DURING his recent visit among the lawyers Mr. rrn Wilson announced that law
reform would be given pride of place in the first session of legislation if his party was returned to power. He outlined one or two proposals which excited interest, parti- cularly the appointment of a Law Reform- Commis-
sioner. But on the whole no fundamental changes were suggested; his words sent no shivers through the Inns of Court. And now the report just issued by Lord Longford's Study Group fills in the details of what some Labour minds are thinking about the prevention of crime. Again (apart from the abolition of capital punishment) there are few fundamental changes suggested—the proposals could for the most part be accepted by members of any of the three parties without demur.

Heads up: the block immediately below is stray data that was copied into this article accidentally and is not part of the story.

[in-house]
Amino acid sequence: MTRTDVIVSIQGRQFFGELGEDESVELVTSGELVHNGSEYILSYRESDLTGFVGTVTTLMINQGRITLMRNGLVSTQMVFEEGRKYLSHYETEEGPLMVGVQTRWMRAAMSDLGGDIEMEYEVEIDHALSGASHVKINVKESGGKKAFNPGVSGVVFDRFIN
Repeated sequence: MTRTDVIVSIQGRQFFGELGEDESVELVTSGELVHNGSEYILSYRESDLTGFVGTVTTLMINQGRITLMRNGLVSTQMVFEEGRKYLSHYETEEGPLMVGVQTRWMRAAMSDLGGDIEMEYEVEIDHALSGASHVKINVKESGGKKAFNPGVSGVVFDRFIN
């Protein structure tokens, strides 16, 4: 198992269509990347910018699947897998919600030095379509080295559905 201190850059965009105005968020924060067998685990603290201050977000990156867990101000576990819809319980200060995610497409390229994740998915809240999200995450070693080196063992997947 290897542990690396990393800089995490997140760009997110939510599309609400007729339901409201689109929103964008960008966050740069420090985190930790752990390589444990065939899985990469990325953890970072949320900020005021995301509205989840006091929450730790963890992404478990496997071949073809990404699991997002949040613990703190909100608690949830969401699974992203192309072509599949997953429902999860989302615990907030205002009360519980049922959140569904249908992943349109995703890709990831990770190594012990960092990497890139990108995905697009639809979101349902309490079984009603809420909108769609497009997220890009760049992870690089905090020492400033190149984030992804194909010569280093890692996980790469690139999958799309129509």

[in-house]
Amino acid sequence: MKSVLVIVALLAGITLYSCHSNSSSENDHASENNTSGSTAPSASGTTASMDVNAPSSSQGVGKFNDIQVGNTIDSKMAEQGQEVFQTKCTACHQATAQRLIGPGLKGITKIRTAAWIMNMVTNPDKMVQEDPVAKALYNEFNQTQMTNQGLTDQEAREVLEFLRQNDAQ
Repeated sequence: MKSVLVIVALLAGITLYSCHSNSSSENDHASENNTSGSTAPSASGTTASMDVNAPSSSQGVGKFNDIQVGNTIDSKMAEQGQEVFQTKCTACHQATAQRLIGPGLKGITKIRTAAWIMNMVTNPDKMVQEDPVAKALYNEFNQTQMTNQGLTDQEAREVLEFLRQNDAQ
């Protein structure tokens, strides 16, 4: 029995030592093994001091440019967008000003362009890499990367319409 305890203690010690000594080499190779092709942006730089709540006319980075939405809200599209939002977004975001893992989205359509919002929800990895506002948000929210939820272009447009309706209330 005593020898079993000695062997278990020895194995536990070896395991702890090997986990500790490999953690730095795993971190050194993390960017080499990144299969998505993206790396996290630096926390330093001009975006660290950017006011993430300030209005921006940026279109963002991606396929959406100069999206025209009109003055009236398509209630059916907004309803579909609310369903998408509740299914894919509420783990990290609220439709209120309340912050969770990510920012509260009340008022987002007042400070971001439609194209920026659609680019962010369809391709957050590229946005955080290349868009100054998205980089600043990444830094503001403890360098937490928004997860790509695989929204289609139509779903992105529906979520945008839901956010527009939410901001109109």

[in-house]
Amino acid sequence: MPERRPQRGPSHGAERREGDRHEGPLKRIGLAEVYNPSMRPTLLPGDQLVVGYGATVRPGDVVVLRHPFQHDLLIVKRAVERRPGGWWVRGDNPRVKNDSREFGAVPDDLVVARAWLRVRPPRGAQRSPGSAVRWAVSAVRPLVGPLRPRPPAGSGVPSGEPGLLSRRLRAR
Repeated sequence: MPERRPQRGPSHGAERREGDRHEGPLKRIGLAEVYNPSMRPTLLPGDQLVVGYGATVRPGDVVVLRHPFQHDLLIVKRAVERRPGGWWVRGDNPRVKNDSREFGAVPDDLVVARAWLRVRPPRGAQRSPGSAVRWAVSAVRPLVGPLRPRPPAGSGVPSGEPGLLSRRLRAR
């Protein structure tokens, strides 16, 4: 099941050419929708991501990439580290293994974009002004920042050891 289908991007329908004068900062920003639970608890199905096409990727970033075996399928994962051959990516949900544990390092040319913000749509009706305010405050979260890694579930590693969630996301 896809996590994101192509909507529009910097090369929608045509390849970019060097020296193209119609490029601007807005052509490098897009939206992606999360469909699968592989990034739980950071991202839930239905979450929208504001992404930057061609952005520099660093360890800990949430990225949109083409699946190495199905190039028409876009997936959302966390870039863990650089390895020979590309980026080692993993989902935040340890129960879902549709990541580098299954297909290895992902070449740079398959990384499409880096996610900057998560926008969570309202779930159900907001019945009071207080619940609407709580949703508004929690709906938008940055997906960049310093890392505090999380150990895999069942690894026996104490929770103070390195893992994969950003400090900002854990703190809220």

The report makes some sensible and by now widely accepted recommendations about pre- liminary proceedings in magistrates' courts, and in particular it rightly calls for restriction on the reporting of the hearing before the magistrates. The publicity serves only to prejudice the chances of the accused, as has been repeatedly pointed out by left, right, centre, Lord Goddard and the unanimous Tucker Committee,